Blanco County ranch receives Leopold conservation award
On May 27 in Austin, Selah- Bamberger Ranch Preserve in Blanco County will receive the 2009 Leopold Conser vation Award for Texas from Sand County Foundation and Texas Parks and Wildlife Department, part of the department's Lone Star Land Steward Awards program.
"Texas has become an urban state, in that most of us now live in cities," said Carter Smith, TPWD executive director. "Yet the wonderful story of Selah- Bamberger R anch Preser ve reminds us that our lives and our future are tied to healthy ecosystems to clean water, diverse wildlife, green hills, and all those resources that lie mostly outside the urban footprint. Urban Texas owes these rural land stewards a tip of the hat, and none personifies the conservation ethic better than David Bamberger."
For the fifth year, the Lone Star Land Steward Awards benefit from an association with Sand County Foundation, an international non-profit organization devoted to private lands conservation. Each ecological region award recipient and the w ild life ma nagement a sso - ciation recipient will receive $1,000 from the Foundation, while Selah-Bamberger Ranch Preserve as Leopold Conservation Award recipient will receive $10,000 and the Leopold crystal award.
The Leopold Conservation Award honors the legacy of Aldo Leopold (1887-1948), considered the father of wildlife ecology. His collection of essays, "A Sand County Almanac," remains one of the world's best-selling natural history books.
Selah-Bamberger Ranch Preserve is being recognized for numerous land and water conservation and environmental education achievements accumulated over the past 40 years. Ranch founder J. David Bamberger was among those who had the idea to create the Lone Star Land Steward Awards program 14 years ago when he served on the TPWD Private Lands Advisory Board.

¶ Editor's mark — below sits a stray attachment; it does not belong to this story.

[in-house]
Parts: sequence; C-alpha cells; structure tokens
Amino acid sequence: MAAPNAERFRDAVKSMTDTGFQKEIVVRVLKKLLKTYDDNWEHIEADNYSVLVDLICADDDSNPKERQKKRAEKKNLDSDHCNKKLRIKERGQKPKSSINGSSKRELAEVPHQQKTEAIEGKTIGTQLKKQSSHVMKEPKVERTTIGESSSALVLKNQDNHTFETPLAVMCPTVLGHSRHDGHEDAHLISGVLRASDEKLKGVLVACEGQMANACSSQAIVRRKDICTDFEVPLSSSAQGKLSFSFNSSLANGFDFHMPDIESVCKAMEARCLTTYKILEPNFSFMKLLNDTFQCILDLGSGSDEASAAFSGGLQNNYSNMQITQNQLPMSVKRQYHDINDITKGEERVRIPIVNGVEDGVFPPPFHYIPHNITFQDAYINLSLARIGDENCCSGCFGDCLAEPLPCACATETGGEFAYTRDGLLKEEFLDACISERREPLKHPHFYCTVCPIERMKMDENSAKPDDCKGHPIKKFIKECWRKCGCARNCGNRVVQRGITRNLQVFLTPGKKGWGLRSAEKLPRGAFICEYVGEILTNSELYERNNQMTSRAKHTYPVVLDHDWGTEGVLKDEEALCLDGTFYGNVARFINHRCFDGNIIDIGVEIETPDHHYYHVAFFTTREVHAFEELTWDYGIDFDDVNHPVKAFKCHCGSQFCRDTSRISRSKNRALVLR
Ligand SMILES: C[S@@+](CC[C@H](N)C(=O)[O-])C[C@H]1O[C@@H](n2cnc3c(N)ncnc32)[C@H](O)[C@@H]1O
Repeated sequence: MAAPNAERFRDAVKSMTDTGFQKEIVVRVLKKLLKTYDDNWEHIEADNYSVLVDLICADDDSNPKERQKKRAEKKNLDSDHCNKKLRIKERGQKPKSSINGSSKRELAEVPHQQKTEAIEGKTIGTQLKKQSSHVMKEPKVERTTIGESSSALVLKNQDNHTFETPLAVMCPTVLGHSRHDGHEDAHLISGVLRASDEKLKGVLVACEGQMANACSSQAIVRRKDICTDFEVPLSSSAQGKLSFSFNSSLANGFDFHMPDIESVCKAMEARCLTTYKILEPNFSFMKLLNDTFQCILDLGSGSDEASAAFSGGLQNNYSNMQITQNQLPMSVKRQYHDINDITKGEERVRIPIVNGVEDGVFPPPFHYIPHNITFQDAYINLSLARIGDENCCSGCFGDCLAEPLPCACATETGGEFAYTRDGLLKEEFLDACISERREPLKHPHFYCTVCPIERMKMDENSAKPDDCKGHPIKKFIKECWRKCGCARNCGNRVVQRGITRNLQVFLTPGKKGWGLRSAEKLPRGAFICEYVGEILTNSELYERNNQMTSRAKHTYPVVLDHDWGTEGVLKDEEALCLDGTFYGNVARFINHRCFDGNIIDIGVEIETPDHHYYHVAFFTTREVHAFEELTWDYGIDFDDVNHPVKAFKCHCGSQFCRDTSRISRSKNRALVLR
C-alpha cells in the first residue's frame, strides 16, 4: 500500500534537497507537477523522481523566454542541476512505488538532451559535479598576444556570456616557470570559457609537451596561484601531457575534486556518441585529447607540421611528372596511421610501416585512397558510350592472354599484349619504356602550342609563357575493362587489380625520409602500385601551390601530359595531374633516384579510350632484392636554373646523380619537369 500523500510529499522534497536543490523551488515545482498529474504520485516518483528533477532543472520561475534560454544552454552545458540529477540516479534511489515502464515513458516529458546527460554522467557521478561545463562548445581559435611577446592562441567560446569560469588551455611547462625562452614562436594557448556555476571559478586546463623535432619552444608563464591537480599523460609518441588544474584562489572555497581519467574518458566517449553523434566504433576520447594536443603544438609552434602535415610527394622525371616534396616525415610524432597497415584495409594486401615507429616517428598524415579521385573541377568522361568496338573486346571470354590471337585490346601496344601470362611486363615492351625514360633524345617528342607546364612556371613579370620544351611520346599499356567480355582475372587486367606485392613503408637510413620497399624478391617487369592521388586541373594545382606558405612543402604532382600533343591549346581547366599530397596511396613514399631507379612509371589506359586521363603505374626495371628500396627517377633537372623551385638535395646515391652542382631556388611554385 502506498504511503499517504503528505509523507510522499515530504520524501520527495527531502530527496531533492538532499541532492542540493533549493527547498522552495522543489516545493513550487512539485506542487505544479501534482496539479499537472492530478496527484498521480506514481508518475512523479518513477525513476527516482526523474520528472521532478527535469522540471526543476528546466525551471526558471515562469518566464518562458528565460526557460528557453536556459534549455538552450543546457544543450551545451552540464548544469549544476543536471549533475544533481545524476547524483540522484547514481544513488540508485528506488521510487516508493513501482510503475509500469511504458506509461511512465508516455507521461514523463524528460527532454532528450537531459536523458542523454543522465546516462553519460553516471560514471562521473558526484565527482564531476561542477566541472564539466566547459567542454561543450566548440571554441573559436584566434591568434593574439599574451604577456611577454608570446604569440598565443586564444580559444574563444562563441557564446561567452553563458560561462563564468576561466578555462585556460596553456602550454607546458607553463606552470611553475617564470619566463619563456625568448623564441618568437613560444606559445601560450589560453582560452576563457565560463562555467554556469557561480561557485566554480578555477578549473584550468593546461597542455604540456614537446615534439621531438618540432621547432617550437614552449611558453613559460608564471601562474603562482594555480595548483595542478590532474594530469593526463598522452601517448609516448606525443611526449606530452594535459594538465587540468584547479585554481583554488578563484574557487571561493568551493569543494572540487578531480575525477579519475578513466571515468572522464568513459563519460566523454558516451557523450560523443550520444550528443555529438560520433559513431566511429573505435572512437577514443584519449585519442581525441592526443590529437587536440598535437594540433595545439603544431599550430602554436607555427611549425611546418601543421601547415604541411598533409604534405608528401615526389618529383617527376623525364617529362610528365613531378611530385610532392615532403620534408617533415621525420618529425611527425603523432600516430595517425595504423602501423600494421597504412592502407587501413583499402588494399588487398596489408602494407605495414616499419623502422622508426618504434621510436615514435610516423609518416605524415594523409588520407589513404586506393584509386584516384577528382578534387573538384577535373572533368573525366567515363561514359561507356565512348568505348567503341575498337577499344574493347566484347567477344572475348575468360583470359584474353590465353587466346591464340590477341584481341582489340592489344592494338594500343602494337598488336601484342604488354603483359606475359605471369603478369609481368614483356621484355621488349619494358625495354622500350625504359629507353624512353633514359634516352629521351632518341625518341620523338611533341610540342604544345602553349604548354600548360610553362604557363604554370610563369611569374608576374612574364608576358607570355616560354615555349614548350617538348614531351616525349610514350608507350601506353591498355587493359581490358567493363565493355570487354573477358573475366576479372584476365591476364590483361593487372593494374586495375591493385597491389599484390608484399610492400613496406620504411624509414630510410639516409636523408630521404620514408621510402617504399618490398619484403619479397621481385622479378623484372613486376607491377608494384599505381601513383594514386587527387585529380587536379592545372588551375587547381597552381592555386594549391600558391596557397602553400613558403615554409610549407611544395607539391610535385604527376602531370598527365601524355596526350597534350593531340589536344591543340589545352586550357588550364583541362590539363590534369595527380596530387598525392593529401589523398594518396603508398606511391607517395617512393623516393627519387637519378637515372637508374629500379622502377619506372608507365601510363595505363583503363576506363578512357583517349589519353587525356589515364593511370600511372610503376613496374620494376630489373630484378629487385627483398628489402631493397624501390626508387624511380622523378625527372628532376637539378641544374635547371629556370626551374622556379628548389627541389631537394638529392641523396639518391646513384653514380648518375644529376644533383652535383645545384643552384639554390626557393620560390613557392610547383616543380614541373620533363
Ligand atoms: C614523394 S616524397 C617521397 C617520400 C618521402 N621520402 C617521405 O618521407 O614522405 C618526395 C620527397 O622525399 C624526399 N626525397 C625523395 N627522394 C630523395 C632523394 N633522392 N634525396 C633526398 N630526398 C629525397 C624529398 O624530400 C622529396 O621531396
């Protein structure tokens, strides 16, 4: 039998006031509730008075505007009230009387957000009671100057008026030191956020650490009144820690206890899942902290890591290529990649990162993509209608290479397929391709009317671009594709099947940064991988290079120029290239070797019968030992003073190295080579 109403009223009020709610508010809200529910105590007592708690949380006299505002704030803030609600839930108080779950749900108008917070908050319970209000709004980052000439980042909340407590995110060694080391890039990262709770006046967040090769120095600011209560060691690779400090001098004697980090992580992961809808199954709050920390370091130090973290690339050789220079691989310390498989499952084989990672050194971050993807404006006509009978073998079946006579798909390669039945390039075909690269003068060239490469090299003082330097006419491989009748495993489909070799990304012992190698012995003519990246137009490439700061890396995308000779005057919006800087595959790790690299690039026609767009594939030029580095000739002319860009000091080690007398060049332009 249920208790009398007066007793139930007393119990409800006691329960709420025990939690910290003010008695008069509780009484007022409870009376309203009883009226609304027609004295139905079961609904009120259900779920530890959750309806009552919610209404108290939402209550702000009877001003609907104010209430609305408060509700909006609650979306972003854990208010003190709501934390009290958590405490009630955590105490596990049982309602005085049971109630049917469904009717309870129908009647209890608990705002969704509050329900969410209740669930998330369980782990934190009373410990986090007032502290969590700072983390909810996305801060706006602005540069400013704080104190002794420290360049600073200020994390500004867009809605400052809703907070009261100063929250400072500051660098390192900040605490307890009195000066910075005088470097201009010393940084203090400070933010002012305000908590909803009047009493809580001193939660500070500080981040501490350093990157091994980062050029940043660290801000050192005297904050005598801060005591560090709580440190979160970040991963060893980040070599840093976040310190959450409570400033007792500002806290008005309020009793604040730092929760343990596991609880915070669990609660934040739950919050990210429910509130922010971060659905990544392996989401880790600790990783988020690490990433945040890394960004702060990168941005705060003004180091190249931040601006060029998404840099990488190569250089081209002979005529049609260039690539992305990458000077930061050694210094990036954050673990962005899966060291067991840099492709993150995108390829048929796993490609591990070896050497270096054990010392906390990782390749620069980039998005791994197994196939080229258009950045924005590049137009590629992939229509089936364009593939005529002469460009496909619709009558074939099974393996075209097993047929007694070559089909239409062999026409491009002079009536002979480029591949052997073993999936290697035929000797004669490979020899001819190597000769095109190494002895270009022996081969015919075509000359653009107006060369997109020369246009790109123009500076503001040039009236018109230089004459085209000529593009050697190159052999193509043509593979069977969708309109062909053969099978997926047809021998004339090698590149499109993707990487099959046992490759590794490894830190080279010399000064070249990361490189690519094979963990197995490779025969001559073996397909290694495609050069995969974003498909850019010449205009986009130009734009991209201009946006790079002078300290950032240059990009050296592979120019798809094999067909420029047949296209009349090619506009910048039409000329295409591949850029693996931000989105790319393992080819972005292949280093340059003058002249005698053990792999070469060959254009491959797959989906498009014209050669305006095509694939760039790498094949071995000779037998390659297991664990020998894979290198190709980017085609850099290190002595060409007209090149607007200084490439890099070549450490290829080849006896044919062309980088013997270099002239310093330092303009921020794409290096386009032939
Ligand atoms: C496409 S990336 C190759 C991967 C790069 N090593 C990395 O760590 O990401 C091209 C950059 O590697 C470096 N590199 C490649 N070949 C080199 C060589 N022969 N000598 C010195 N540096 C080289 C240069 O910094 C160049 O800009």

"I'm very proud of every award we've ever received, but I think this is the most prestigious," Bamberger said. "I would like to think I was somewhat like Aldo Leopold in what we do, as his philosophy about land matches my own. I've always been kind of outspoken, but I'm humbled by this award."
Bamberger, now 81, came to Texas in the 1950s in modest circumstances, selling vacuum cleaners door-to-door with Bill Church, whose dad owned four chicken restaurants in San Antonio. David read a book on franchising, and suggested the idea to Bill. When Church's Fried Chicken went public on the New York Stock Exchange in 1969, they became millionaires.
Soon after, David went looking to buy the worst ranch in the Hill Country, explaining that he deliberately wanted to show how overgrazed and damaged land could be restored and made healthy again by removing invasive cedar trees, replanting native grasses, light/rotational cattle grazing, prescribed fire, and other tools.
Four decades later, Bamberger's innovation, passion and success have made him a legend in land conservation circles. The 5,500-acre ranch is known as a place where rocky and eroded pastures became lush and green, and dry creeks and springs began to flow again.
"This ranch is more than a restored, beautiful property in a critical watershed," said Colleen Gardner, Bamberger Ranch Preserve executive director. "It represents how one person can make a difference. It's what society in general doesn't hear often enough-good news stories about the environment. In this media age of hearing so much about global warming, and the polar bears are going to go extinct and what have you, this ranch shows Mother Nature can be repaired."
The ranch has used its demonstrated achievements as the basis for environmental education and outreach to schools and other rural landowners. About 3,500 visitors come to the ranch each year, and about half are school students from Austin, San Antonio and the surrounding region. Hundreds of landowners and others come from around the state and nation to attend workshops on restoring native grasses, trees, and water resources. ON THE WEB: www.bambergerranch.org